• Join over 1.2 million students every month
  • Accelerate your learning by 29%
  • Unlimited access from just £6.99 per month

Discuss the way Bronte and Dickens create mystery in their short stories 'Napoleon & The Spectre' and 'The Signalman'.

Extracts from this document...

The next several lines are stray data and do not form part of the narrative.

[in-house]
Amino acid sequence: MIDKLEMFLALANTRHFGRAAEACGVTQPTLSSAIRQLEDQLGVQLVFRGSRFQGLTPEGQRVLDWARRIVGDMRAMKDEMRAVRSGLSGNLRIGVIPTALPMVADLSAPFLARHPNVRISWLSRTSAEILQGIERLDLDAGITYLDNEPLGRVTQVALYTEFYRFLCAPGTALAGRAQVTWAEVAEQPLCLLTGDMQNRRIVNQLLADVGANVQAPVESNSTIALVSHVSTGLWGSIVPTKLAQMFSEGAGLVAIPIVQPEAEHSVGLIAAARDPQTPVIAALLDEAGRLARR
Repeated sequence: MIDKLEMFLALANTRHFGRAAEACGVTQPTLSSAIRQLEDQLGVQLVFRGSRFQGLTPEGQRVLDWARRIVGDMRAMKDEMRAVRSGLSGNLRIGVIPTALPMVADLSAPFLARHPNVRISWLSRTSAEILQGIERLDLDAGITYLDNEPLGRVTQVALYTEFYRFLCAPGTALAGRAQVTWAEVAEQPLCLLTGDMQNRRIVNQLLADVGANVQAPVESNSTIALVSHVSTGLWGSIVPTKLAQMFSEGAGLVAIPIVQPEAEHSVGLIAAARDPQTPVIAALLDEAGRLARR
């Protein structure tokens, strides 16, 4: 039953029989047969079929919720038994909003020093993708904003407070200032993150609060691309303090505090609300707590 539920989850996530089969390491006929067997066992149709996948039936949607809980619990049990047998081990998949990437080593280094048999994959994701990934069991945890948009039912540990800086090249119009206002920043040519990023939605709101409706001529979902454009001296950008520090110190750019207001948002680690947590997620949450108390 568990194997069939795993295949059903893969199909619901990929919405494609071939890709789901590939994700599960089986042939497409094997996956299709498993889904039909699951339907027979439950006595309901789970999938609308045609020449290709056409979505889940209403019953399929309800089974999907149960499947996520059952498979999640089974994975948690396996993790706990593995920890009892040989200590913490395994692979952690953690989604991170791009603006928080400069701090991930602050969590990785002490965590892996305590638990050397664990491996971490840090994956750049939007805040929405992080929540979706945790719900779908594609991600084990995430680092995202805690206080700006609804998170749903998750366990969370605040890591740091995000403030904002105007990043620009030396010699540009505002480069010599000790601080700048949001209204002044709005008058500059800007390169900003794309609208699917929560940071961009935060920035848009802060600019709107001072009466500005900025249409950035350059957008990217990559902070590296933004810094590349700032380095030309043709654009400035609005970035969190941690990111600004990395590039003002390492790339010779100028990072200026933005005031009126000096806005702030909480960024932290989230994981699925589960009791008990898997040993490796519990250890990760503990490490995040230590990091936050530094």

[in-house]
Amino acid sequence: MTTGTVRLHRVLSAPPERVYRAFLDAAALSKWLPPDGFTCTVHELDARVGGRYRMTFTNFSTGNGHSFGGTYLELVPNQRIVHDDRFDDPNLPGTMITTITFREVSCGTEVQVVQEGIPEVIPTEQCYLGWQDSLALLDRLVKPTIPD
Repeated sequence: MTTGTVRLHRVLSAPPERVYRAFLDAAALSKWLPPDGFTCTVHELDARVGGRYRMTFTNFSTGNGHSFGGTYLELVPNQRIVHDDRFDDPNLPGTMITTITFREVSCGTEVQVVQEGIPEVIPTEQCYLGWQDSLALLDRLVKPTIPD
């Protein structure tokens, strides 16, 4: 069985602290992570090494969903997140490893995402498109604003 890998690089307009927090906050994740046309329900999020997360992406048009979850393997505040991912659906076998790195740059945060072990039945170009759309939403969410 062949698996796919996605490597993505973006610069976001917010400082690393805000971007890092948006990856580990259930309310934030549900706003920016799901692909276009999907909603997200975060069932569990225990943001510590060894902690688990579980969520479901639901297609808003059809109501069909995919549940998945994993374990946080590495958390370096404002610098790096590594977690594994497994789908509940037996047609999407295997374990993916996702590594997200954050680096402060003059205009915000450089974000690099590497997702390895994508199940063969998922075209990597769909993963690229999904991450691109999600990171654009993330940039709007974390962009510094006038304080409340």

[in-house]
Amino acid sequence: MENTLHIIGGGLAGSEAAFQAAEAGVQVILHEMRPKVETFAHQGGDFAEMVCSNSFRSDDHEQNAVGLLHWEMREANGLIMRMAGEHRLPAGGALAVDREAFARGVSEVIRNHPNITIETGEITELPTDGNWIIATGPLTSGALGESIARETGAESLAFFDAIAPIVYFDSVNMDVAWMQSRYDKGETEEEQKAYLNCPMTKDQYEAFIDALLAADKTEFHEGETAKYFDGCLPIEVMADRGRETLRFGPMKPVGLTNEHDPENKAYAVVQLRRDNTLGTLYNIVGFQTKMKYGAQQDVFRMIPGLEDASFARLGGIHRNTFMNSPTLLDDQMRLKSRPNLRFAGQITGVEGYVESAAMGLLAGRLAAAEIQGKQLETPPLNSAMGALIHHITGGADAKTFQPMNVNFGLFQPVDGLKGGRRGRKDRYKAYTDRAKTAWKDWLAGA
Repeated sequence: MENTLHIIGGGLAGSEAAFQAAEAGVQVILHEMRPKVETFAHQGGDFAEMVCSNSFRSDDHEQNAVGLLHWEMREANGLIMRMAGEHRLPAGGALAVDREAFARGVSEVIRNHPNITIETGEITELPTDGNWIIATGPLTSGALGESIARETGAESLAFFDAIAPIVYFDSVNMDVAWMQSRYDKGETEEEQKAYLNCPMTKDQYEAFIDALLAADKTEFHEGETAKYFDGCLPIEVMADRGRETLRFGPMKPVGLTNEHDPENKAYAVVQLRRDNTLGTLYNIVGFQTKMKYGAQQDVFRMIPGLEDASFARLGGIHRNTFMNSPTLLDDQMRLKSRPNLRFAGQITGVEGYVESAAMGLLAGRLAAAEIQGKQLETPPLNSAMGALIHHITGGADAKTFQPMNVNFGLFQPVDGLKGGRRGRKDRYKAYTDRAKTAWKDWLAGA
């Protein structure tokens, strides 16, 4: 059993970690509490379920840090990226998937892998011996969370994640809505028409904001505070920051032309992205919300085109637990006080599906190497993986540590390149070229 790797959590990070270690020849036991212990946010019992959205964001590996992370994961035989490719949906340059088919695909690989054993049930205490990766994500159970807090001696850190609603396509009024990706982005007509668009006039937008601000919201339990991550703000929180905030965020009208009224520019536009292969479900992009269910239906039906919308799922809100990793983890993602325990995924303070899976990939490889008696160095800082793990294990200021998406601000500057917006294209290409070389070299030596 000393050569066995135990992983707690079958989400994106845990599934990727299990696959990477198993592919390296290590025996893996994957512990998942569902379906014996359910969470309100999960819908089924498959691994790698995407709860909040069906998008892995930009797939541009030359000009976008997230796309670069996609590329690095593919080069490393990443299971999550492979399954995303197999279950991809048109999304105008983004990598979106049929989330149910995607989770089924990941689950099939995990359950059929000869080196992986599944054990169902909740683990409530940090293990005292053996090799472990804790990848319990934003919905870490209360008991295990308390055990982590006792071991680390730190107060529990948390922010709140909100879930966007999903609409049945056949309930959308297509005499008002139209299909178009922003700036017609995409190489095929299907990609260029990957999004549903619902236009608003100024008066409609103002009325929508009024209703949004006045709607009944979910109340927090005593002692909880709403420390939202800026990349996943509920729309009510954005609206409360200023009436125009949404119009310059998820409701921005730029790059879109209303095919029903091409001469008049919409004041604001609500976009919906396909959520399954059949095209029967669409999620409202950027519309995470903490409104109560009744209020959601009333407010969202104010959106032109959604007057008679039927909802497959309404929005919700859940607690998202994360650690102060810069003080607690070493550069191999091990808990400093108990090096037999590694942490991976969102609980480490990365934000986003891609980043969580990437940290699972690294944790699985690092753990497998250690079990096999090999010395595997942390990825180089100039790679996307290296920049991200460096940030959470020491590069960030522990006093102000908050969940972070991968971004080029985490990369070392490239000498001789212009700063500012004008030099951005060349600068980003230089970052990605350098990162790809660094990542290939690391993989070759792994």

Discuss the way Bronte and Dickens create mystery in their short stories 'Napoleon & The Spectre' and 'The Signalman' The two stories that I have been studying are 'Napoleon and the Spectre' and the 'Signalman' written by Charlotte Bronte and Charles Dickens respectively. Both the stories are set in the nineteenth century, a period of time when the country was experiencing rapid change. Bronte's story 'Napoleon and the Spectre' is a story about the Emperor of France who at that time was a leading figure in society, a symbol and trademark of France's important position in the world. Napoleon was a gallant and valiant soldier and he supposedly murdered General Pichegru. In the story Napoleon comes in to contact with a strange supernatural creature who entices him and takes him on a deeply strange tour of the streets of Paris. Napoleon allows himself to be taken on this tour partly due to his courageousness and the fact that the ghost exerts a power over him, encouraging him on with enticing remarks such as, 'Follow me Napoleon and though shall seek more.' With Bronte's story being on one side of the spectrum Dickens is on the other as it tells a completely different type of story. It is once again set in roughly the same period of time when the civilized world was in the middle of a period of great change as the country was gripped in the Industrial Revolution. ...read more.